See all those languages up there? We translate Global Voices stories to make the world's citizen media available to everyone.

Learn more about Lingua Translation  »

WhatsApp Reportedly Blocked in Yemen, Mobile Operator Cites ‘Technical Issues’

مرتادي مقهى إنترنت في اليمن. صورة للبنك الدولي على فليكر.

Users at an internet café in Yemen. Photo source: World Bank on Flickr

Since 5 October, tens of thousands of WhatsApp users in Yemen have been dealing with an almost entire interruption of the instant messaging application. A number of users first noticed that the service was not accessible on the mobile networks of the two biggest mobile service providers in the country, Yemen Mobile and MTN. On Twitter, MTN provided a brief response to users’ inquiries, saying that the interruption is due to “technical” issues at YemenNet, the main internet service provider in the country.

Unable to open or communicate on Whatsapp, while Facebook is working. What's the reason?

We would like to mention that the interruption in the Whatsapp service is due to technical issues, which the service provider YemenNet is working to resolve

On Friday morning, users also faced difficulties using the Facebook app on their phones, and reported that they were unable to view their notifications, though accessing the site through a browser seemed to be working normally.

In the wake of Saturday's airstrikes that killed at least 140 people, the blocks on basic communication platforms are even more problematic, as families seek to communicate and account for each others’ safety.

Blocking in Yemen is not a new phenomenon. For years, authorities from various political backgrounds have censored the internet for one reason or another. Websites of political opposition groups, websites containing specific religious content, and pornography have all been subject to strict censorship by the main service provider and sole provider of DSL internet connections in the country, YemenNet, which is affiliated with the Ministry of Telecommunication.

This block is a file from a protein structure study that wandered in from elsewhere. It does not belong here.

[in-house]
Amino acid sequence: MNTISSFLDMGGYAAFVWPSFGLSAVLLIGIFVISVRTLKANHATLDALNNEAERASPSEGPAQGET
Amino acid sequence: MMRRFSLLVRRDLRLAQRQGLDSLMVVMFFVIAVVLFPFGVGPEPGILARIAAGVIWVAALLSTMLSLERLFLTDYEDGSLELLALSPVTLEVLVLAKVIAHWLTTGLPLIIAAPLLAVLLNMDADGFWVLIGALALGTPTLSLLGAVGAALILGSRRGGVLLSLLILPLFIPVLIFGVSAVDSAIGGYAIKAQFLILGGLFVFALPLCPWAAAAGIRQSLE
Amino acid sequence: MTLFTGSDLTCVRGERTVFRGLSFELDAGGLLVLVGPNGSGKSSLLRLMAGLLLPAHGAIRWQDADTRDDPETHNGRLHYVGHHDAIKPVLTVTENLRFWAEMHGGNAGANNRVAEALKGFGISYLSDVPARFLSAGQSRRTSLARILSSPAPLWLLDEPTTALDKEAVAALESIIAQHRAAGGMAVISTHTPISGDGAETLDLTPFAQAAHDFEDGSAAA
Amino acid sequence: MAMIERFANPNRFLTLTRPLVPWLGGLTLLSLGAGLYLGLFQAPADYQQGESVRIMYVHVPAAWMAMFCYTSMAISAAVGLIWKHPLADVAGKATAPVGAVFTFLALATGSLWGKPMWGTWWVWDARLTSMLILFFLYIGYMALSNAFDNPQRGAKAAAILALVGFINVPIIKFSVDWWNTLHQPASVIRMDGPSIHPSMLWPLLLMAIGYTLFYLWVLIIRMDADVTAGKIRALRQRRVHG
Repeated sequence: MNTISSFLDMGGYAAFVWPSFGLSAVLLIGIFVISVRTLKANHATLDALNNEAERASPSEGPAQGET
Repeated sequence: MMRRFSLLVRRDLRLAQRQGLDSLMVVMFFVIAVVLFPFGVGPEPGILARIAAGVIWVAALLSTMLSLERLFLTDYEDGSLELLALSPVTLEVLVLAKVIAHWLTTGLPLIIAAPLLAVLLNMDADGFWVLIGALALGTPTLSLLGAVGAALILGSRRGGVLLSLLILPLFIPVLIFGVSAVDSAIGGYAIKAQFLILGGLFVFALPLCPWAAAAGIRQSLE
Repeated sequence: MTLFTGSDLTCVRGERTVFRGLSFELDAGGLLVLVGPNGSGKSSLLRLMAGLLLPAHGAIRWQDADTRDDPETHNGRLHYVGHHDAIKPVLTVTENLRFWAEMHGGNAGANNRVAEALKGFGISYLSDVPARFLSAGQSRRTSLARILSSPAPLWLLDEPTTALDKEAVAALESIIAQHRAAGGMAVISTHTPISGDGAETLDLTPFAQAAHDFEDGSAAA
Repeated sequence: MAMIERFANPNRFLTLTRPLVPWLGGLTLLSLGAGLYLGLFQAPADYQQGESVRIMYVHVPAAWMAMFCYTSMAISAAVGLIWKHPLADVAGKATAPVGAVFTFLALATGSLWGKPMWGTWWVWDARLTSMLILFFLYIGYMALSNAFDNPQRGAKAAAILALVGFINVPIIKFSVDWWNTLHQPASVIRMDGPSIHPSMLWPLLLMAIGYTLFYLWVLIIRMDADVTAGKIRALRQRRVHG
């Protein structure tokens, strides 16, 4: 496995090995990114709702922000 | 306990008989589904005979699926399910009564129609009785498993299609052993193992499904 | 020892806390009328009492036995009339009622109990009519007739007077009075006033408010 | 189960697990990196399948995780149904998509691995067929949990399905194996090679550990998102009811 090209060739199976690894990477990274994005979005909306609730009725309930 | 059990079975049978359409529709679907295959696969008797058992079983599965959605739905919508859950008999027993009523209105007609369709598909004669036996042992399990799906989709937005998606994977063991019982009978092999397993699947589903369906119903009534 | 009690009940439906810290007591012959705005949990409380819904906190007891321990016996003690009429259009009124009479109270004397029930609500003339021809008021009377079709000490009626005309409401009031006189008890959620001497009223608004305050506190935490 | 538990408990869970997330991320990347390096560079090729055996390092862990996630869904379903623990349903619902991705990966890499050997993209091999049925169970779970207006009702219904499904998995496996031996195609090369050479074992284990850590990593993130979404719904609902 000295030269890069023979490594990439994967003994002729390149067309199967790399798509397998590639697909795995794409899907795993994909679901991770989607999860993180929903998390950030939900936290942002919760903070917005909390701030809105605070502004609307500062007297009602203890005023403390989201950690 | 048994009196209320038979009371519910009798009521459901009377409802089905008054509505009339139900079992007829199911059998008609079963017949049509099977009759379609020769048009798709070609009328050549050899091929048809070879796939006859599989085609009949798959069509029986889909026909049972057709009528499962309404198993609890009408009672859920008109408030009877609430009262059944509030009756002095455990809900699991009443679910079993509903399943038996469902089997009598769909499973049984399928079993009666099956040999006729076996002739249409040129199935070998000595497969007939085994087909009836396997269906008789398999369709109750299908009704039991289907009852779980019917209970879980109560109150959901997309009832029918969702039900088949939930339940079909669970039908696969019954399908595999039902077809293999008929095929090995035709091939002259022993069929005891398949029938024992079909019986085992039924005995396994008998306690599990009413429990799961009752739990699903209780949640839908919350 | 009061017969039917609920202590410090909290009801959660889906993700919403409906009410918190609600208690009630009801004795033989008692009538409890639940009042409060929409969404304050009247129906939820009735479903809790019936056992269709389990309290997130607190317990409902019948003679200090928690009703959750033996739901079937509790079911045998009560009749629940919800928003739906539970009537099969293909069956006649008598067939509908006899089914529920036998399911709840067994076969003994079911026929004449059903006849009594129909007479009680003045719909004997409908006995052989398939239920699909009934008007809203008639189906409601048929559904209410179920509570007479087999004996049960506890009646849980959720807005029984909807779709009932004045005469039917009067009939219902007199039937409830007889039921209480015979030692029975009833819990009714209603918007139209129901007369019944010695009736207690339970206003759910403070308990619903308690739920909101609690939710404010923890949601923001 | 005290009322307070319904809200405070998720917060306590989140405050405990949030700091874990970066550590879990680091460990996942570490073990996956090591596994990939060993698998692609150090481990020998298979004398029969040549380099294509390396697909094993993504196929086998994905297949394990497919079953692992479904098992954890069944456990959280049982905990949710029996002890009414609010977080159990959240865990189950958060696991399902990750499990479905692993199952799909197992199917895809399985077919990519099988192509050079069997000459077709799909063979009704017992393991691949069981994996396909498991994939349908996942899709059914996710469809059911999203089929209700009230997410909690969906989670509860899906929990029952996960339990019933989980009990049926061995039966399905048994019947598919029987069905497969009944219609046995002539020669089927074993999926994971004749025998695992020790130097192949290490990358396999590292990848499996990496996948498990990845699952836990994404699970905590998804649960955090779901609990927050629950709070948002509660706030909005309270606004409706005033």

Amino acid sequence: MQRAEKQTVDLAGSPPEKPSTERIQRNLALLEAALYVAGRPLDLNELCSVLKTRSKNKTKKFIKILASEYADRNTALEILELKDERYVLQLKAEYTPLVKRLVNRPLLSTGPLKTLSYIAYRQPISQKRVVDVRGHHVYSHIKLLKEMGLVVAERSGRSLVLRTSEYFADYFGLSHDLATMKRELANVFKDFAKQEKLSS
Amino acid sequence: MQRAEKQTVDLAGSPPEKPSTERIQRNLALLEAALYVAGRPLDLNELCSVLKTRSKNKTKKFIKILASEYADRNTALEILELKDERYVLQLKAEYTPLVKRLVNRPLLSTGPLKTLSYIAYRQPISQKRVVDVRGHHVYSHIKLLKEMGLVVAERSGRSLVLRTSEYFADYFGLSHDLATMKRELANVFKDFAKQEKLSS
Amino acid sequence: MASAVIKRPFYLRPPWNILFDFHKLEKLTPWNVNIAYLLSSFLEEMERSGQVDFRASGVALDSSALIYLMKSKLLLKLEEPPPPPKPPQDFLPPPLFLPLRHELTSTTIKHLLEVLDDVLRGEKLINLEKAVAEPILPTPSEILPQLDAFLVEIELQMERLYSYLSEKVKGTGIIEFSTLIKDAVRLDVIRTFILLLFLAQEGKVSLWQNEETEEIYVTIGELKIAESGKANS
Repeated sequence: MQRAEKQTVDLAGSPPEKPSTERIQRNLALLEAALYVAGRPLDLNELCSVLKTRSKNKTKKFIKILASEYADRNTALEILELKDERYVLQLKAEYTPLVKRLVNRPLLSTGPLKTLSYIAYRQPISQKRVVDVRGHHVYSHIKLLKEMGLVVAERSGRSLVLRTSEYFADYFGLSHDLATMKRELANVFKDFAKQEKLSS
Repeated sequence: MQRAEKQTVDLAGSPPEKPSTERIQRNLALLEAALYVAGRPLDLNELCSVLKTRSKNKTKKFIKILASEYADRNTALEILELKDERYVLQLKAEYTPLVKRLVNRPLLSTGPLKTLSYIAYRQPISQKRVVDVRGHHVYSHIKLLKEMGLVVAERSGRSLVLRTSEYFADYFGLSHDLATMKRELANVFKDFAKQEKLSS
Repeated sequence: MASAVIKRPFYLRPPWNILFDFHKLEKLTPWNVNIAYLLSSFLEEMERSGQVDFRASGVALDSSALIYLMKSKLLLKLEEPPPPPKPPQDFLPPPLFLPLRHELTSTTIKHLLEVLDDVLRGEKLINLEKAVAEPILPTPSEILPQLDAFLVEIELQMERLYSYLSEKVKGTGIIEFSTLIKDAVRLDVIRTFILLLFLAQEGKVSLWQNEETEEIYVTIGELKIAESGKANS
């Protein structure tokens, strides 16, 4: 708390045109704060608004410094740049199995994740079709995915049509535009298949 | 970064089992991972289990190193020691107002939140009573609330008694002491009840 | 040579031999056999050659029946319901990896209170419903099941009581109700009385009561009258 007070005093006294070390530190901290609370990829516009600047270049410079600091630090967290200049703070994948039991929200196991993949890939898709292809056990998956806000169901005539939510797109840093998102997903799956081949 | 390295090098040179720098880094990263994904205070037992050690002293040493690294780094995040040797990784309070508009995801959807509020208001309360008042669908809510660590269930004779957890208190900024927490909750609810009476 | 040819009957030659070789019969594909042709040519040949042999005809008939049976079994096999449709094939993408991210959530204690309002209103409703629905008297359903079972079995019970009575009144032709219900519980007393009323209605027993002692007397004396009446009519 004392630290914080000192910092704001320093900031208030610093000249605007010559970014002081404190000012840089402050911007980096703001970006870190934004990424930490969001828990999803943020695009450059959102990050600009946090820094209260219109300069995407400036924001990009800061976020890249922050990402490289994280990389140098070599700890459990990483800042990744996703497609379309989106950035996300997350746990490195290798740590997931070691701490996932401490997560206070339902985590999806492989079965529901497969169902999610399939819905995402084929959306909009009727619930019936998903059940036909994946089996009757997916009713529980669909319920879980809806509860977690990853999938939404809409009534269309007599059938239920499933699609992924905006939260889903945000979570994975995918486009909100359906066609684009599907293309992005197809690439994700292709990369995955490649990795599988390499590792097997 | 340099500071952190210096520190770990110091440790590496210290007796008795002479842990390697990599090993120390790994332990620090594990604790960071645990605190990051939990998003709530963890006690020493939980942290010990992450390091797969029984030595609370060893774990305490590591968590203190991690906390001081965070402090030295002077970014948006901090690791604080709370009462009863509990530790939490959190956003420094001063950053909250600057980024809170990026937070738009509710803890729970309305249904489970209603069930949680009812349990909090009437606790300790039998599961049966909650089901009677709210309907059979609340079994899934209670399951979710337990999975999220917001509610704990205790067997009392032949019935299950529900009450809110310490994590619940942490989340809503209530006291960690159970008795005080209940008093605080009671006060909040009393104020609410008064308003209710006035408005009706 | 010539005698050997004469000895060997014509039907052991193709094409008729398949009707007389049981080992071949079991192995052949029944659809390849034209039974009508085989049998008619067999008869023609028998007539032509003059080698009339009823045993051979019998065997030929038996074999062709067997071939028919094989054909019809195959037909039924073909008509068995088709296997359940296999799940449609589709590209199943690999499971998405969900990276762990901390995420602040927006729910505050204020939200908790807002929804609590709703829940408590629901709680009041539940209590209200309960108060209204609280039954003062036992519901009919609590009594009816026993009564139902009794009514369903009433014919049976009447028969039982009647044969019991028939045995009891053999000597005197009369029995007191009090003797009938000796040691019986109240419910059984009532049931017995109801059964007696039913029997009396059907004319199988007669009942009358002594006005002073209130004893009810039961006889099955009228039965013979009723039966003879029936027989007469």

However, censorship has increased since the beginning of the conflict in which Houthi rebels are battling forces loyal to president Abdrabbuh Mansour Hadi, which are supported by a Saudi-led coalition. In March and April 2015, Houthi insurgents who control the capital Sana’a and several government buildings including the Ministry of Telecommunication, blocked access to dozens of local and regional news sites over their coverage of the conflict.

But it seems that the authorities are now turning their attention to advanced communication tools like WhatsApp and Telegram, which provide users with alternative ways to share and spread information. In fact, Telegram has seen the number of its users in Yemen increase, as it allows them to share news through the app’s channels without providing a phone number. As a result, several of the blocked sites moved to these applications and similar ones in order to reach out to users.

Until this moment no official announcement has been made concerning WhatsApp. But local experts fear it is actually an intentional shutdown of the service. All internet traffic in Yemen goes through YemenNet, and this monopoly makes it possible to impose censorship and surveillance on more than three million users in the country, most of whom use the internet (rather than traditional telecom services) to communicate.

Until there are new updates available about the real reason behind the interruption of the service, there are speculations that more censorship will be imposed on internet users in Yemen. It seems that the current policy of imposing more censorship on the Yemeni user will not disappear anytime soon, but the question remains whether such policy is enough to prevent users from accessing information, particularly with the availability of internet censorship circumvention tools like Psiphon.

Yemeni journalist and activist Walid Al-Saqaf contributed to editing this article.

Our work building bridges across cultures, languages and perspectives is more urgent than ever before.

Learn more about Global Voices »

Donate now

Close